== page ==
Transport solutions for the future of the economy and environment
Traffic congestion is a serious problem. According to a recent study conducted by INRIX Europe, Belgium is the worst country in Europe for congestion, with motorists spending 55 hours a year in traffic jams, followed by Holland (50 hours) and Italy (29 hours). It is estimated ...
Policy making and guidelines
Traffic congestion is a serious problem. According to a recent study conducted by INRIX Europe, Belgium is the worst country in Europe for congestion, with motorists spending 55 hours a year in traffic jams, followed by Holland (50 hours) and Italy (29 hours). It is estimated that by 2050 the world's roads could see 4 billion vehicles: four times today's figure.
How to tackle the problem of traffic congestion was recently discussed at the Intelligent Transport Systems World Conference in Vienna, which was organised by the European Commission. One topic was how to avoid a global gridlock (in response to the news of a traffic jam in China, which lasted 11 days).
The answer, it seems, lies in smarter solutions for transport - not only for those stuck in traffic but for the economic and environmental future as well. Neelie Kroes, Vice-President of the European Commission responsible for the Digital Agenda, told those at the conference that 'Seizing every technological opportunity possible is the way forward. Especially for road transport, of all kinds: passenger and freight; short distance and long; urban and rural; four-wheelers, two-wheelers, eighteen-wheelers.'
Although to do this she believes that 'We need to seize every technological opportunity we can get.' The Vice-President goes on to explain: 'A large part of the transformation of transport will have to come from new digital technology. New Information and Communication Technology (ICT) is changing everything. Already today we are seeing ICT-enabled innovations that change the way people drive; enabling new models like car sharing, and in the future, with every vehicle, every sensor plugged into the Internet we could have an electro-mobility revolution.'
One such device that could soon be a reality is the eCall system, which alerts emergency services. If it were installed in all cars, it is estimated that 2,000 lives a year could be saved. The goal for the European Commission is to install this life-saving technology in all new cars and light vehicles, in all Member States, by the end of 2015.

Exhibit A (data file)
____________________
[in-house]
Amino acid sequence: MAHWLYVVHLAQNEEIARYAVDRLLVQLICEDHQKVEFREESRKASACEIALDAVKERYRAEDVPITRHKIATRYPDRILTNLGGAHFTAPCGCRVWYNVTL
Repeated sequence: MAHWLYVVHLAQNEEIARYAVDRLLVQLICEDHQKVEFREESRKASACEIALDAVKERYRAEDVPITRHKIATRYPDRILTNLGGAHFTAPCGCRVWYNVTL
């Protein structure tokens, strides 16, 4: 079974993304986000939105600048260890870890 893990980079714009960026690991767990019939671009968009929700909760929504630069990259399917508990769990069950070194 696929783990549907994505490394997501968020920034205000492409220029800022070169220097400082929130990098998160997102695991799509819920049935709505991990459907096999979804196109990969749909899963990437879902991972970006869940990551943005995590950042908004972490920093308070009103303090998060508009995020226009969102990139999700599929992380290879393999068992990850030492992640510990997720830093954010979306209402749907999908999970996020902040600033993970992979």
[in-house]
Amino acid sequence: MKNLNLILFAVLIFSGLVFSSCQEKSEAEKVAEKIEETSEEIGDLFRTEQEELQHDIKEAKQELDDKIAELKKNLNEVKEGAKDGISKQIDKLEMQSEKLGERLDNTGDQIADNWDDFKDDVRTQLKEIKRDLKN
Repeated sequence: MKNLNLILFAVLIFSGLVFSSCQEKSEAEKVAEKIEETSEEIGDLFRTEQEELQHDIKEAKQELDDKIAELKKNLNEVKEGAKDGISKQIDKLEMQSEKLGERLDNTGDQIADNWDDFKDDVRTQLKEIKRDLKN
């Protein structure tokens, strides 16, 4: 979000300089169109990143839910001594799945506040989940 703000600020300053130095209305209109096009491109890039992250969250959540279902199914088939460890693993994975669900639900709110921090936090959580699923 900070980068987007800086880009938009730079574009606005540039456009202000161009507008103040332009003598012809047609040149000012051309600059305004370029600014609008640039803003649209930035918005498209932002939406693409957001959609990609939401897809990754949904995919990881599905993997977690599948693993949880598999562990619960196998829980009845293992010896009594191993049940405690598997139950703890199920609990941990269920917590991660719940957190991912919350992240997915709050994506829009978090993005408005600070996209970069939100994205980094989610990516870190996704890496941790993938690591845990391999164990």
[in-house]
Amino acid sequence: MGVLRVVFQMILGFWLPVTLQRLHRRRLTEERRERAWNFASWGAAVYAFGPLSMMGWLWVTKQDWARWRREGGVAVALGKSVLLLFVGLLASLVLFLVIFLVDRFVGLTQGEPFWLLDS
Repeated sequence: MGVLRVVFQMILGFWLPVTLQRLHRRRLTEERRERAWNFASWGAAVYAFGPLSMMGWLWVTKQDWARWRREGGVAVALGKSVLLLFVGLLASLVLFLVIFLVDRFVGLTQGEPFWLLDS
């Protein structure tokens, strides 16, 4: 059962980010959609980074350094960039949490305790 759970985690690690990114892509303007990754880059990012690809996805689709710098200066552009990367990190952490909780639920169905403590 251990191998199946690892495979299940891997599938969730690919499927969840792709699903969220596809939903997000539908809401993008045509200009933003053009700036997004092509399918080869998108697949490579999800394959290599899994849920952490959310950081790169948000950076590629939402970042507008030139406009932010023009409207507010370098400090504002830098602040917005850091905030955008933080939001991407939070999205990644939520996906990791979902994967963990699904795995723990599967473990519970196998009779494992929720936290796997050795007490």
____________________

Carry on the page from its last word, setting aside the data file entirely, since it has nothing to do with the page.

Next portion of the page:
The European Innovation Partnership for Smart Cities and Communities, launched this year, is also set to break down boundaries between the sectors involved, making solutions adaptable, interoperable and deployable, and give administrations and citizens the tools and information needed to improve their lives. For 2013 alone, EUR 365 million in EU funds has been earmarked to demonstrate these kinds of urban technology solutions.
However, the Vice-President of the European Commission says, 'To bring about this transformation, we need to continue to cooperate intensely. We will continue to work with international partners to ensure that European and non-European cars speak the same language. We are working most intensively with the US: but we're also looking further afield, like to Japan, China, Brazil, South Korea, Taiwan, Canada and Russia.'
Today, under the Seventh Research and Development (R&D) Framework Programme (FP7), the European Commission is funding over 50 projects in areas such as automotive safety, energy efficiency and traffic management with an investment of EUR 350 million. Such projects include SUNSET, which is a transport, telecommunications and energy application. It has been devised to encourage people to travel more sustainably by using social networks and incentives to cut congestion, which aims to increase safety and protect the environment. With research on basic components, electronics and smart systems, the long-term investment is aimed at helping Europe to lead worldwide.
This work is set to continue under a proposal for the next generation of EU research, Horizon 2020, with investment in smart, green and integrated transport.
Vice-President Kroes concludes, 'Overall, I want us to benefit from economies of scale and scope; avoiding partial or fragmented solutions; unlocking business opportunity. And I don't just want technology to enable new inventions, new toys, and new gadgets. I want tomorrow's citizens to live in a society that's safer, stronger, and more sustainable. Information and Communication Technology (ICT) can help us do all that.'For more information, please visit:The European Commission:http://ec.europa.eu/transport/themes/its/index_en.htmThe 19th ITS World Congress in Vienna, Austria:http://2012.itsworldcongress.comINRIX Europe:http://www.inrix.com/europe.asp